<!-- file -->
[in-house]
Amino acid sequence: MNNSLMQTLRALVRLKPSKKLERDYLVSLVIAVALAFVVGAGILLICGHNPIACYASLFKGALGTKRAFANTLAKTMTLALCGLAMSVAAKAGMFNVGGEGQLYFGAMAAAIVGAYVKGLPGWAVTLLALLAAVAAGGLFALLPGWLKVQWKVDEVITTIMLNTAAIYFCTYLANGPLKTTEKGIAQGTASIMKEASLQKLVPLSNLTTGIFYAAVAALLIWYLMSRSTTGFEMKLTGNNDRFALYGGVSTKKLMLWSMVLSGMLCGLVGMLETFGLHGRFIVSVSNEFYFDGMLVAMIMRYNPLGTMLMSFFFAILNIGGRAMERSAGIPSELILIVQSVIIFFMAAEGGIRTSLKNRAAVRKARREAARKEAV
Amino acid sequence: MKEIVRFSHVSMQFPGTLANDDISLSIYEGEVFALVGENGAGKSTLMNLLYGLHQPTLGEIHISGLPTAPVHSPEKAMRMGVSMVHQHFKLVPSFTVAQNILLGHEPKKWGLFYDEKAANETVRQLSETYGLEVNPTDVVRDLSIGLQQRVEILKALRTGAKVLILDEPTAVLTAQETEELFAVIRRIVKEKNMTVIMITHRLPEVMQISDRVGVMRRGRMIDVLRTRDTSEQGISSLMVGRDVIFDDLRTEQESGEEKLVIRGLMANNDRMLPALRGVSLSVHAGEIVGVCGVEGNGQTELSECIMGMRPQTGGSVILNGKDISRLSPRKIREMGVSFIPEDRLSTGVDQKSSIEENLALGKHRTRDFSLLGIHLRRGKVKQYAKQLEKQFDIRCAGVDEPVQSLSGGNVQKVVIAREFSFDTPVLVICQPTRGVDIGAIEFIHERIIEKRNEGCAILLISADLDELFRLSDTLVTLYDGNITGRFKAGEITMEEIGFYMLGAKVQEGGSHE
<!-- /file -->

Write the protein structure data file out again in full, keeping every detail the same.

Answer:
[in-house]
Amino acid sequence: MNNSLMQTLRALVRLKPSKKLERDYLVSLVIAVALAFVVGAGILLICGHNPIACYASLFKGALGTKRAFANTLAKTMTLALCGLAMSVAAKAGMFNVGGEGQLYFGAMAAAIVGAYVKGLPGWAVTLLALLAAVAAGGLFALLPGWLKVQWKVDEVITTIMLNTAAIYFCTYLANGPLKTTEKGIAQGTASIMKEASLQKLVPLSNLTTGIFYAAVAALLIWYLMSRSTTGFEMKLTGNNDRFALYGGVSTKKLMLWSMVLSGMLCGLVGMLETFGLHGRFIVSVSNEFYFDGMLVAMIMRYNPLGTMLMSFFFAILNIGGRAMERSAGIPSELILIVQSVIIFFMAAEGGIRTSLKNRAAVRKARREAARKEAV
Amino acid sequence: MKEIVRFSHVSMQFPGTLANDDISLSIYEGEVFALVGENGAGKSTLMNLLYGLHQPTLGEIHISGLPTAPVHSPEKAMRMGVSMVHQHFKLVPSFTVAQNILLGHEPKKWGLFYDEKAANETVRQLSETYGLEVNPTDVVRDLSIGLQQRVEILKALRTGAKVLILDEPTAVLTAQETEELFAVIRRIVKEKNMTVIMITHRLPEVMQISDRVGVMRRGRMIDVLRTRDTSEQGISSLMVGRDVIFDDLRTEQESGEEKLVIRGLMANNDRMLPALRGVSLSVHAGEIVGVCGVEGNGQTELSECIMGMRPQTGGSVILNGKDISRLSPRKIREMGVSFIPEDRLSTGVDQKSSIEENLALGKHRTRDFSLLGIHLRRGKVKQYAKQLEKQFDIRCAGVDEPVQSLSGGNVQKVVIAREFSFDTPVLVICQPTRGVDIGAIEFIHERIIEKRNEGCAILLISADLDELFRLSDTLVTLYDGNITGRFKAGEITMEEIGFYMLGAKVQEGGSHE